The NHS Commissioning Board (now NHS England) presented evidence to the review panel arguing that it would require access to confidential data, and that patients could be assumed to have consented to this as part of the deal between the NHS and its users. The review is forthright in rejecting this view. Neither NHS England nor clinical commissioning groups are providers of care. Most of their requirements can be met by obtaining explicit consent, using anonymised data, or relying on providers to perform analyses.
There are, however, two residual problems. The Health and Social Care Information Centre will become a safe haven but will not be able to meet the needs of all commissioners. Some processing of confidential data will be done by the new commissioning support units, some of which will host what are termed data management integration units. The review notes that safeguards to ensure adequate information governance in these entities are not in place and, as things stand, we don’t have an appropriate legal framework for these entities to act as data processors.
A second difficulty is that some patients might reasonably object to their confidential data being submitted to the Health and Social Care Information Centre or released by it, and the law requires any reasonable objection to be respected. “Section 251”of the National Health Services Act 2006 could be invoked to allow the public interest to over-ride the duty of confidentiality,4 but there must still be due process, patients’ concerns must be considered, and the reasons for over-ruling their objections made public.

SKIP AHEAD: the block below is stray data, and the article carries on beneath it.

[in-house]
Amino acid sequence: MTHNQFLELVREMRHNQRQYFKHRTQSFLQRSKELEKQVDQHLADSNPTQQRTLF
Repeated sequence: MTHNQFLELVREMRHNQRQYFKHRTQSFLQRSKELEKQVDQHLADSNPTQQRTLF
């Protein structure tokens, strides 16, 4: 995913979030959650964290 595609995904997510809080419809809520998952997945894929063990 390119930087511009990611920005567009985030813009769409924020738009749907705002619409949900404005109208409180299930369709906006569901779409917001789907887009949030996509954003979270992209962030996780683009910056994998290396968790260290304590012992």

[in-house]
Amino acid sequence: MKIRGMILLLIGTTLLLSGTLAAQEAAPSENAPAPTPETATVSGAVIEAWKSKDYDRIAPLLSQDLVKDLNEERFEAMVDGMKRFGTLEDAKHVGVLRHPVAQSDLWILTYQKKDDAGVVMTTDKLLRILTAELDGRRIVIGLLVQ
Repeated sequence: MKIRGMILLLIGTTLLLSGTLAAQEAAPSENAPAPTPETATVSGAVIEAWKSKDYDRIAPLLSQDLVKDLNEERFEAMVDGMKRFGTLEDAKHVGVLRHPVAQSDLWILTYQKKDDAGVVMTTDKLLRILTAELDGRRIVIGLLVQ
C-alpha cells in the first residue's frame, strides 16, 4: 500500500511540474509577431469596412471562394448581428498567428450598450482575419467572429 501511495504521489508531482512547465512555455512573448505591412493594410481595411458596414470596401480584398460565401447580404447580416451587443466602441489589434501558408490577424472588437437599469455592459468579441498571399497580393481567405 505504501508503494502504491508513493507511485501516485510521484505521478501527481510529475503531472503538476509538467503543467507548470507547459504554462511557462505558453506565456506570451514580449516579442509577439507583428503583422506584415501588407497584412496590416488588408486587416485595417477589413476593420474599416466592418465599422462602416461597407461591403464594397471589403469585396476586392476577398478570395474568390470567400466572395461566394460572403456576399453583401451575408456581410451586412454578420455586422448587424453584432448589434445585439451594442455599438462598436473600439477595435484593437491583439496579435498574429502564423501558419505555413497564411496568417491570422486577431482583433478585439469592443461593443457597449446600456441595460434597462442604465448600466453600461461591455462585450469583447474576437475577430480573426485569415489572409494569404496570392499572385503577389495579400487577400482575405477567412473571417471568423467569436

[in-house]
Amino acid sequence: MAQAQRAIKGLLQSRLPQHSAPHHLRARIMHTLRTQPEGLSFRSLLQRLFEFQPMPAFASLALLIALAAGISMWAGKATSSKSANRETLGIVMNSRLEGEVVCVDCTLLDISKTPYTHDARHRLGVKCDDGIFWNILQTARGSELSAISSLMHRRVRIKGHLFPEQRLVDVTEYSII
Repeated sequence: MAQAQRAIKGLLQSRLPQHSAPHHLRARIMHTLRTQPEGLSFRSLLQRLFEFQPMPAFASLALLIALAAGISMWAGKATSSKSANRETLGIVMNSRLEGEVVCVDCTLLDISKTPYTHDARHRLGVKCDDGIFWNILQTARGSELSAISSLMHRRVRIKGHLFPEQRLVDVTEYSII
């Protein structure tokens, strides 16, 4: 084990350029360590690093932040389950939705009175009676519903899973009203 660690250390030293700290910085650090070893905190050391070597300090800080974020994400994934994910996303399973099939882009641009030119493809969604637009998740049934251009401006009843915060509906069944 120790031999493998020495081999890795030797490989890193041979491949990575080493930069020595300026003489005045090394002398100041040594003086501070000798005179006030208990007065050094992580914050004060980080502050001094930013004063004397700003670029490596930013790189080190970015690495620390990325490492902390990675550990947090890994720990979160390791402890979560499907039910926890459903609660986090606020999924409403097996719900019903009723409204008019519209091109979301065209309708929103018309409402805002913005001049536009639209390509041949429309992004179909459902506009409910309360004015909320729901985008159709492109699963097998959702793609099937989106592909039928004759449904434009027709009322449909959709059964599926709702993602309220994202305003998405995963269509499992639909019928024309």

Cite this as: BMJ 2013;346:f2260
Competing interests: The author has completed the ICMJE uniform disclosure form at www.icmje.org/coi_disclosure.pdf (available on request from the corresponding author) and declares: no support from any organisation for the submitted work; no financial relationships with any organisations that might have an interest in the submitted work in the previous three years; no other relationships or activities that could appear to have influenced the submitted work.
Provenance and peer review: Commissioned; not externally peer reviewed.